Poetry Book Society Recommendation. Tony Hoagland's zany poems poke and provoke at the same time as they entertain and delight.
He is American poetry's hilarious 'high priest of irony', a wisecracker and a risktaker whose disarming humour, self-scathing and tenderness are all fuelled by an aggressive moral intelligence.
He pushes the poem not just to its limits but over the edge. "Unincorporated Persons in the Late Honda Dynasty" is his first new collection since "What Narcissism Means to Me: Selected Poems" (Bloodaxe Books, 2005).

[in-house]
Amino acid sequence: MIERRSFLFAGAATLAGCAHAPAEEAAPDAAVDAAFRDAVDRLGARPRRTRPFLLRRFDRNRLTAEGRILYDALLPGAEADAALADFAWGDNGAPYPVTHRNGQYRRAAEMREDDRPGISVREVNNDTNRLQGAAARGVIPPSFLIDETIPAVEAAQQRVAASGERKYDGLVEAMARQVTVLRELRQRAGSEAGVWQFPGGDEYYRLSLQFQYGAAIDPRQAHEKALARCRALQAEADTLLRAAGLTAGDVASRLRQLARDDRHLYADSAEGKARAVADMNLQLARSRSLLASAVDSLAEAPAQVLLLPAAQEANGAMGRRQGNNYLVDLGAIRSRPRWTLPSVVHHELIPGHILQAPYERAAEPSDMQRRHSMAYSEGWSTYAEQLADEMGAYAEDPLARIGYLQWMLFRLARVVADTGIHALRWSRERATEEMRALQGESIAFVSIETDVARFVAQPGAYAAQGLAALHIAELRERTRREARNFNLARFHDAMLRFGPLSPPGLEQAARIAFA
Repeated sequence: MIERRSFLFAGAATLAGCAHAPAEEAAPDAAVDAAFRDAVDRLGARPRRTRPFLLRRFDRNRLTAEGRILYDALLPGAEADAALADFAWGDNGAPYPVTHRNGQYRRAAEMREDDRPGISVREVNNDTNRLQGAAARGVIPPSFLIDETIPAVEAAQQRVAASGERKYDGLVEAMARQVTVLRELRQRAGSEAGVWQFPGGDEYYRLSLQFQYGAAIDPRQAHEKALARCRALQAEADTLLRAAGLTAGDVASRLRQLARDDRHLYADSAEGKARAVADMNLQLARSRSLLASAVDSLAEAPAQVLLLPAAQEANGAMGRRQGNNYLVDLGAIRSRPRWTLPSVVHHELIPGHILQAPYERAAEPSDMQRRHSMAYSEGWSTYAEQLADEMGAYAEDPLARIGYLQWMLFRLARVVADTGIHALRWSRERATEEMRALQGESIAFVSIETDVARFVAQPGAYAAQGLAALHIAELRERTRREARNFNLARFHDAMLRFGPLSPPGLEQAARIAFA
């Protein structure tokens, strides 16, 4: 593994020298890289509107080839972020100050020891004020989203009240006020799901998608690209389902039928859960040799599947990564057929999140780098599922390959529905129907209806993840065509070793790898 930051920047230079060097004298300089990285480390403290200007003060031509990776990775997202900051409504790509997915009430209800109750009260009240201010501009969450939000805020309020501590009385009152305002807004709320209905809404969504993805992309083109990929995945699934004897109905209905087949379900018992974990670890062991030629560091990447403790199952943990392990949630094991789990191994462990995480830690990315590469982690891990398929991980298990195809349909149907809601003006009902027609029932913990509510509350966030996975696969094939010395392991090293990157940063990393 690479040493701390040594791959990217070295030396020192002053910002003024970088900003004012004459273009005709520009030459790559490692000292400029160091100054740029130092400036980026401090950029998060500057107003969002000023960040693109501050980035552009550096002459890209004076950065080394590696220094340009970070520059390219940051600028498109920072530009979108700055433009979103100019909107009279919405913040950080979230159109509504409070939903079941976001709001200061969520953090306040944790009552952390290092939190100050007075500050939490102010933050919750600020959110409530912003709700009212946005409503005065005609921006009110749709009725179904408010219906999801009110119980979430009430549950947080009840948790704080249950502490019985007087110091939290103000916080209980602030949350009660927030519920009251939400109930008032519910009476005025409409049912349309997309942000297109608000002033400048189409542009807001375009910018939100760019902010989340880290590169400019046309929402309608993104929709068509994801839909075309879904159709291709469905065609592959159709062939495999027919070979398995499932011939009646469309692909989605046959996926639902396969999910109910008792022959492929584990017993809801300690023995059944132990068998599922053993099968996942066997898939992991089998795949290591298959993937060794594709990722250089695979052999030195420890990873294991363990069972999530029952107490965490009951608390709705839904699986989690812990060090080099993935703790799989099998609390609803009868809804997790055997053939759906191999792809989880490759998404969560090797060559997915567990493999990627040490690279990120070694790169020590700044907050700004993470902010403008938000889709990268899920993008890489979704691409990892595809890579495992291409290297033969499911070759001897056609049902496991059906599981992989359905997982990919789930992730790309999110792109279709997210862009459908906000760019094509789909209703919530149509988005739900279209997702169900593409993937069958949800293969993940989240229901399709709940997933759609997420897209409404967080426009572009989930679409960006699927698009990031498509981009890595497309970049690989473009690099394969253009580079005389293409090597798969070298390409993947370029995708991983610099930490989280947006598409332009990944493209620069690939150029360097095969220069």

The poems - and title - try to make sense of the situation of the individual in our time, and in America in particular - Hoagland's obsessive main subject.
They worry over how to preserve a sense of self and values, connectedness and cohesiveness, in an era of market-driven culture, dazzling but toxic entertainment, and degraded and degrading idiocies cultivated by mass culture.